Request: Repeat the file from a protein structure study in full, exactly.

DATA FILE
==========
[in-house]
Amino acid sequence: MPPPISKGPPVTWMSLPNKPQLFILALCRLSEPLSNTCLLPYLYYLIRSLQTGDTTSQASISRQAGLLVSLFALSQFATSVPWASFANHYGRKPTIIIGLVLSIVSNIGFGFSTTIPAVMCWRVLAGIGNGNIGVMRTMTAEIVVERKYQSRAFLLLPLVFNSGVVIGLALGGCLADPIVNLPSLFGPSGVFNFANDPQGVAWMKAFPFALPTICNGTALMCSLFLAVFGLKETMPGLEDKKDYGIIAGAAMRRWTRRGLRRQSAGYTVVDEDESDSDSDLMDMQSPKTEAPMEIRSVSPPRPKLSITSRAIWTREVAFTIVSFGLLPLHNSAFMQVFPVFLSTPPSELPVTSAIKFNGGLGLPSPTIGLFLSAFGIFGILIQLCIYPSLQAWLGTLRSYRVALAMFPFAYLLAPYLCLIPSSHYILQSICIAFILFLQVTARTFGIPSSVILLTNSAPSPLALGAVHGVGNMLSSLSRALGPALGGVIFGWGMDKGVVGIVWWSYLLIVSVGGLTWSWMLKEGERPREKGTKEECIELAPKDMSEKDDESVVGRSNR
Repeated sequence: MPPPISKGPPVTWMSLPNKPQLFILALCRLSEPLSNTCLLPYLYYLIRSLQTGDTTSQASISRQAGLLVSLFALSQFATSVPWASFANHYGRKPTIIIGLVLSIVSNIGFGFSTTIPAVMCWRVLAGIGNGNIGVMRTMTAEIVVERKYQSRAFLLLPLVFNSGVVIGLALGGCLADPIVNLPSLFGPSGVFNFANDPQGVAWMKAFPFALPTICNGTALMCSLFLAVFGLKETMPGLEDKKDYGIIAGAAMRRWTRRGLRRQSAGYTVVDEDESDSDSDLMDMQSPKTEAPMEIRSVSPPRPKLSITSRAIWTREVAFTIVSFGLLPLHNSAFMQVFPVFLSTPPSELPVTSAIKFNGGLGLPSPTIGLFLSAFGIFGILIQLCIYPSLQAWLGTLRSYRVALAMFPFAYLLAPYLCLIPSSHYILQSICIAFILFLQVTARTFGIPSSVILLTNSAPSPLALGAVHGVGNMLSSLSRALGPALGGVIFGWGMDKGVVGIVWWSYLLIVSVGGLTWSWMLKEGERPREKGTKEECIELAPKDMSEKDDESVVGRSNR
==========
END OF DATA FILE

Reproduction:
[in-house]
Amino acid sequence: MPPPISKGPPVTWMSLPNKPQLFILALCRLSEPLSNTCLLPYLYYLIRSLQTGDTTSQASISRQAGLLVSLFALSQFATSVPWASFANHYGRKPTIIIGLVLSIVSNIGFGFSTTIPAVMCWRVLAGIGNGNIGVMRTMTAEIVVERKYQSRAFLLLPLVFNSGVVIGLALGGCLADPIVNLPSLFGPSGVFNFANDPQGVAWMKAFPFALPTICNGTALMCSLFLAVFGLKETMPGLEDKKDYGIIAGAAMRRWTRRGLRRQSAGYTVVDEDESDSDSDLMDMQSPKTEAPMEIRSVSPPRPKLSITSRAIWTREVAFTIVSFGLLPLHNSAFMQVFPVFLSTPPSELPVTSAIKFNGGLGLPSPTIGLFLSAFGIFGILIQLCIYPSLQAWLGTLRSYRVALAMFPFAYLLAPYLCLIPSSHYILQSICIAFILFLQVTARTFGIPSSVILLTNSAPSPLALGAVHGVGNMLSSLSRALGPALGGVIFGWGMDKGVVGIVWWSYLLIVSVGGLTWSWMLKEGERPREKGTKEECIELAPKDMSEKDDESVVGRSNR
Repeated sequence: MPPPISKGPPVTWMSLPNKPQLFILALCRLSEPLSNTCLLPYLYYLIRSLQTGDTTSQASISRQAGLLVSLFALSQFATSVPWASFANHYGRKPTIIIGLVLSIVSNIGFGFSTTIPAVMCWRVLAGIGNGNIGVMRTMTAEIVVERKYQSRAFLLLPLVFNSGVVIGLALGGCLADPIVNLPSLFGPSGVFNFANDPQGVAWMKAFPFALPTICNGTALMCSLFLAVFGLKETMPGLEDKKDYGIIAGAAMRRWTRRGLRRQSAGYTVVDEDESDSDSDLMDMQSPKTEAPMEIRSVSPPRPKLSITSRAIWTREVAFTIVSFGLLPLHNSAFMQVFPVFLSTPPSELPVTSAIKFNGGLGLPSPTIGLFLSAFGIFGILIQLCIYPSLQAWLGTLRSYRVALAMFPFAYLLAPYLCLIPSSHYILQSICIAFILFLQVTARTFGIPSSVILLTNSAPSPLALGAVHGVGNMLSSLSRALGPALGGVIFGWGMDKGVVGIVWWSYLLIVSVGGLTWSWMLKEGERPREKGTKEECIELAPKDMSEKDDESVVGRSNR